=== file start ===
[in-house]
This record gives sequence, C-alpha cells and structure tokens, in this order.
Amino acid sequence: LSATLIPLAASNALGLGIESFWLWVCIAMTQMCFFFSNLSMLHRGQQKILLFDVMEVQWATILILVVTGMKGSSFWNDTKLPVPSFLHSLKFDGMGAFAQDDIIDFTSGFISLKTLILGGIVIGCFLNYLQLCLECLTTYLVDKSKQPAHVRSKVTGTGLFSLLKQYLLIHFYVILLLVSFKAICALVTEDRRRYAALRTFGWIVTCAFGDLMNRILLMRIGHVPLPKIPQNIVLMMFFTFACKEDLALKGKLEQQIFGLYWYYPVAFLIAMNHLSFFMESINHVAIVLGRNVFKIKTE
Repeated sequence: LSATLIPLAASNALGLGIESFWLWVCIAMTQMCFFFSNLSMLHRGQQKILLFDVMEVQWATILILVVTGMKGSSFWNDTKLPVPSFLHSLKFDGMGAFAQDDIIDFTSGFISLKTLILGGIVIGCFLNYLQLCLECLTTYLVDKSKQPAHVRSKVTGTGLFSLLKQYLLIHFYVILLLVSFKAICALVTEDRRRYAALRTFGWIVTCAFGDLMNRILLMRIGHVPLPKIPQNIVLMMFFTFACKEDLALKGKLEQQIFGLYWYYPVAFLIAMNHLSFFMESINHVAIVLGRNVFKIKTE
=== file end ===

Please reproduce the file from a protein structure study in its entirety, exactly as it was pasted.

[in-house]
This record gives sequence, C-alpha cells and structure tokens, in this order.
Amino acid sequence: LSATLIPLAASNALGLGIESFWLWVCIAMTQMCFFFSNLSMLHRGQQKILLFDVMEVQWATILILVVTGMKGSSFWNDTKLPVPSFLHSLKFDGMGAFAQDDIIDFTSGFISLKTLILGGIVIGCFLNYLQLCLECLTTYLVDKSKQPAHVRSKVTGTGLFSLLKQYLLIHFYVILLLVSFKAICALVTEDRRRYAALRTFGWIVTCAFGDLMNRILLMRIGHVPLPKIPQNIVLMMFFTFACKEDLALKGKLEQQIFGLYWYYPVAFLIAMNHLSFFMESINHVAIVLGRNVFKIKTE
Repeated sequence: LSATLIPLAASNALGLGIESFWLWVCIAMTQMCFFFSNLSMLHRGQQKILLFDVMEVQWATILILVVTGMKGSSFWNDTKLPVPSFLHSLKFDGMGAFAQDDIIDFTSGFISLKTLILGGIVIGCFLNYLQLCLECLTTYLVDKSKQPAHVRSKVTGTGLFSLLKQYLLIHFYVILLLVSFKAICALVTEDRRRYAALRTFGWIVTCAFGDLMNRILLMRIGHVPLPKIPQNIVLMMFFTFACKEDLALKGKLEQQIFGLYWYYPVAFLIAMNHLSFFMESINHVAIVLGRNVFKIKTE